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In newly unsealed court documents, Anthony Arevalos said Chargers players were among the groups to whom SDPD gave special treatment. The department and an ex-chief deny the allegation.
Here are the groups of people that San Diego police officers don’t give tickets to, according to convicted ex-cop Anthony Arevalos: other cops, city attorneys and Chargers players.
The allegation appears in Arevalos’ recently unsealed deposition from a federal lawsuit against him and SDPD filed by an Arevalos sexual misconduct victim. Arevalos’ statements about cops receiving special treatment have come out before. But Chargers players are a curious addition to the list. Arevalos said he didn’t know whether Padres players received the same courtesy.
As part of the deposition, attorneys for the plaintiff in the case, a woman known in court papers as Jane Doe, tried to nail down who would get breaks from officers:
Attorney: Did it extend to the families of law enforcement officers, including D.A.’s and city attorneys?
Arevalos: That extends to lawyers, families and San Diego Charger (sic) players.
Attorney: OK. I want to make sure I have all the groups in there. So any type of lawyer and their family, correct?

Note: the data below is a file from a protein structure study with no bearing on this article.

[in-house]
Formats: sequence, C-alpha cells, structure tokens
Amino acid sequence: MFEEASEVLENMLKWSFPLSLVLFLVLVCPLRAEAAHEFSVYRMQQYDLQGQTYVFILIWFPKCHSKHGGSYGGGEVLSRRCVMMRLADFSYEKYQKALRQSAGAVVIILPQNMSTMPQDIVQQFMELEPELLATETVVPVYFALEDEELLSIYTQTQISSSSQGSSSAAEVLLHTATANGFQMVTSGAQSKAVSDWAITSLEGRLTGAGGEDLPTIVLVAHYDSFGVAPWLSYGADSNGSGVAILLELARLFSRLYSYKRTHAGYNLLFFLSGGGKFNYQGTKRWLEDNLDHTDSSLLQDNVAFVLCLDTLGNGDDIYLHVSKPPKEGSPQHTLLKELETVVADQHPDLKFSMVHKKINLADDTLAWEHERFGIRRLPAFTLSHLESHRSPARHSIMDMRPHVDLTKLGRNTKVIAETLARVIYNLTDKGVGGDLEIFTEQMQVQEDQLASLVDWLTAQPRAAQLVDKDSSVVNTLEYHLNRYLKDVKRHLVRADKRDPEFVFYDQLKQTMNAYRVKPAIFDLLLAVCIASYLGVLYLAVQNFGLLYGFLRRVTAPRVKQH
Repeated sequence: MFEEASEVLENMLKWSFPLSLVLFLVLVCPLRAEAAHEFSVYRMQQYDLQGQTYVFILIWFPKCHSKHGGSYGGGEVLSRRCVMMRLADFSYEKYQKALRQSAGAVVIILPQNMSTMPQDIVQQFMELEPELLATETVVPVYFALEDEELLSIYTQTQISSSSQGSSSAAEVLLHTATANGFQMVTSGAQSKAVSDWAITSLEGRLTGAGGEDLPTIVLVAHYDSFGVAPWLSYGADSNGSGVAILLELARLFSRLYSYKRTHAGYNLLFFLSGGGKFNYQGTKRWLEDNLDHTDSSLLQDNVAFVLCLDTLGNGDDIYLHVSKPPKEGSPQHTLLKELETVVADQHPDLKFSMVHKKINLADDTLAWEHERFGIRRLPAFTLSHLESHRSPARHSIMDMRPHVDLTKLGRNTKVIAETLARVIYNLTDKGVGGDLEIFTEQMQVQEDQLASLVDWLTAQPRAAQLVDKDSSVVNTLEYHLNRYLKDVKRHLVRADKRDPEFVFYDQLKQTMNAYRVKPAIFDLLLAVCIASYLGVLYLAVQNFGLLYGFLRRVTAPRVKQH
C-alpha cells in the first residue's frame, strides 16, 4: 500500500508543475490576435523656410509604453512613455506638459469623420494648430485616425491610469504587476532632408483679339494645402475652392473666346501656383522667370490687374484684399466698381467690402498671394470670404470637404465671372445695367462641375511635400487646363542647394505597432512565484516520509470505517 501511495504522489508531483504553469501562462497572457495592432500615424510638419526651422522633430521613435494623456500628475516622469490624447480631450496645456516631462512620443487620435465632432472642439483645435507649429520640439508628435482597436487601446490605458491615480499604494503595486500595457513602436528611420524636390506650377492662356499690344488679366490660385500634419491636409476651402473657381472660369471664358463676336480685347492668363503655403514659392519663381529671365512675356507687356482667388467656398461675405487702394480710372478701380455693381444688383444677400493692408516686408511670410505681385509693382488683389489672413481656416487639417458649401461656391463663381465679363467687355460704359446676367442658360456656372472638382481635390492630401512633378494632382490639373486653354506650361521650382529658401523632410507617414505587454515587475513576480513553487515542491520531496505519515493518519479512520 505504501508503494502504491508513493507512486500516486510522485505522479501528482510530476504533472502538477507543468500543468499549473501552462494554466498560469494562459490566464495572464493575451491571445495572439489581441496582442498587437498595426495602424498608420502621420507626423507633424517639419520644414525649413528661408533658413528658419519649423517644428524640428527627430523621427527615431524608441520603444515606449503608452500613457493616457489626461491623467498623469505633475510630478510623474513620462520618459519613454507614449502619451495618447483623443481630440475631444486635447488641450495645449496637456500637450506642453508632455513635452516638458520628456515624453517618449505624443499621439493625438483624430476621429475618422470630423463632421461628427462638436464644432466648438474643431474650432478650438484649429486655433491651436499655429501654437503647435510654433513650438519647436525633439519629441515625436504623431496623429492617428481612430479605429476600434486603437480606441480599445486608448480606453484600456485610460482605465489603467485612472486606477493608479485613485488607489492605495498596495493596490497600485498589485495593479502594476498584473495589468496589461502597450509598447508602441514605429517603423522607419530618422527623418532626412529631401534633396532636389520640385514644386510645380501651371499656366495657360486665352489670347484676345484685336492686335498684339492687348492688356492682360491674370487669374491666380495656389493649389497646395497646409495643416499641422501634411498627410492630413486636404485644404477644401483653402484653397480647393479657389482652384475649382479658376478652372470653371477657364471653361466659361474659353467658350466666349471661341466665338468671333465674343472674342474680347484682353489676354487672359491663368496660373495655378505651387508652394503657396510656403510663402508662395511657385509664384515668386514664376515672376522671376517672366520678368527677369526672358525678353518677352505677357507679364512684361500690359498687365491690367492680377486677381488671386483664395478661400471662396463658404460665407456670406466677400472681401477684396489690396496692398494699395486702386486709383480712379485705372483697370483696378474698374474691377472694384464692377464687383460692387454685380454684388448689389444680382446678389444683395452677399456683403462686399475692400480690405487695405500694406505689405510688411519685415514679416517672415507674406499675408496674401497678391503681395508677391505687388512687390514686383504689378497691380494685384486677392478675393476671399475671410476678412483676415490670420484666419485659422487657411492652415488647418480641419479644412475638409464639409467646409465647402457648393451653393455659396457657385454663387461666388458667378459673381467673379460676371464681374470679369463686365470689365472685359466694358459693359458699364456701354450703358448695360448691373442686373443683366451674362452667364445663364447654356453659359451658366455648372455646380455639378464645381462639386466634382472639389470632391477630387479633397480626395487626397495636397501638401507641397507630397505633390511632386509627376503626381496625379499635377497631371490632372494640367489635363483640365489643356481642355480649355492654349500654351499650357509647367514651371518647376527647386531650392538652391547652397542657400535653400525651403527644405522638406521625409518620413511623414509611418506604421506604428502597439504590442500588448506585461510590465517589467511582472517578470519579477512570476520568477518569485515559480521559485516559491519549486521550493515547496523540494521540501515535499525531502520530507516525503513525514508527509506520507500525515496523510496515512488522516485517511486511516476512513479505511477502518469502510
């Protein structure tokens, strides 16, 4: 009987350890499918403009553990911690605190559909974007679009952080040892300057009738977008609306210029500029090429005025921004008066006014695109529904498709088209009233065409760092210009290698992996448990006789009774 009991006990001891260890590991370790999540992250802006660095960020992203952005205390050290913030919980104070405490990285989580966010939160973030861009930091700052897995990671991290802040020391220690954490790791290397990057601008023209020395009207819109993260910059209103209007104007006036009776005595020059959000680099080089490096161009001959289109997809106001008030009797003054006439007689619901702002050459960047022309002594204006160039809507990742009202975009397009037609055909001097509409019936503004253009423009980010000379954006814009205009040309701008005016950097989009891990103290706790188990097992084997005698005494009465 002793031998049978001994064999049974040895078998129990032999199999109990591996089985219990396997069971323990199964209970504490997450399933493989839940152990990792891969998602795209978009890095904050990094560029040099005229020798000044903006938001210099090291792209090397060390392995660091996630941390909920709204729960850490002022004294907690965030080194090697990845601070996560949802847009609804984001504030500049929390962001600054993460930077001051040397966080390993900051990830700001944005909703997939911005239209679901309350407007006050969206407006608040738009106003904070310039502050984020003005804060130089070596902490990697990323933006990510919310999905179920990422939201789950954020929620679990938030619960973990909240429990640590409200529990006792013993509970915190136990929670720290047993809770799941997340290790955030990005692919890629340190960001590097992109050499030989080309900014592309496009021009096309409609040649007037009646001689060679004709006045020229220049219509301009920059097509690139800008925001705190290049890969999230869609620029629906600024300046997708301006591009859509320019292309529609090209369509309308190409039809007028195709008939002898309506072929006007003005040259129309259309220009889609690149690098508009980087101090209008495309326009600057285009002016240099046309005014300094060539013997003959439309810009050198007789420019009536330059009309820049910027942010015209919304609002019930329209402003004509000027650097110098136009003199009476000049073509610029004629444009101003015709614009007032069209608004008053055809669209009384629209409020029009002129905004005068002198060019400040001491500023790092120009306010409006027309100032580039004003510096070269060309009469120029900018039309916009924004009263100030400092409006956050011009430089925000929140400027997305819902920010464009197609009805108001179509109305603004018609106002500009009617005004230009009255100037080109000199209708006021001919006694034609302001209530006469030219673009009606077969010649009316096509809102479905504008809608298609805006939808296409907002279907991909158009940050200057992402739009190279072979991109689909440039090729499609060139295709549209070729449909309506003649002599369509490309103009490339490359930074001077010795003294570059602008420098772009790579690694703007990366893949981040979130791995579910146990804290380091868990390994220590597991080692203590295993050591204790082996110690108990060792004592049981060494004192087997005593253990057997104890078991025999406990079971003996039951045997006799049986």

Arevalos: If they work – somehow affiliated with the city, sure.
Attorney: Oh, OK. All right. And all of the Chargers and their family?
Arevalos: That’s correct.
Attorney: How about all the Padres?
Arevalos: I can’t recall.
Arevalos said every police chief he worked for during his almost 20 years on the force told him and other officers to look the other way for traffic tickets to these groups and, in some cases, for drunk-driving incidents.
Of course, Arevalos, who’s sitting in prison at the moment, is far from the most credible of sources. And a quick search reveals at least one then-Chargers player busted on a DUI charge — Antwan Applewhite in 2011. But what makes Arevalos’ comments about the Chargers players so eyebrow-raising is that they come out of nowhere in the deposition and aren’t prompted by lawyers.
Not surprisingly, current and past SDPD officials disputed what Arevalos said. Ex-Police Chief Jerry Sanders, who later became mayor and now runs the local Chamber of Commerce, said through a Chamber spokeswoman that there was “absolutely no truth” to Arevalos’ remarks. SDPD spokesman Kevin Mayer also said Arevalos is wrong.
“I would imagine there are people in each of these categories who would disagree with the allegation,” Mayer said.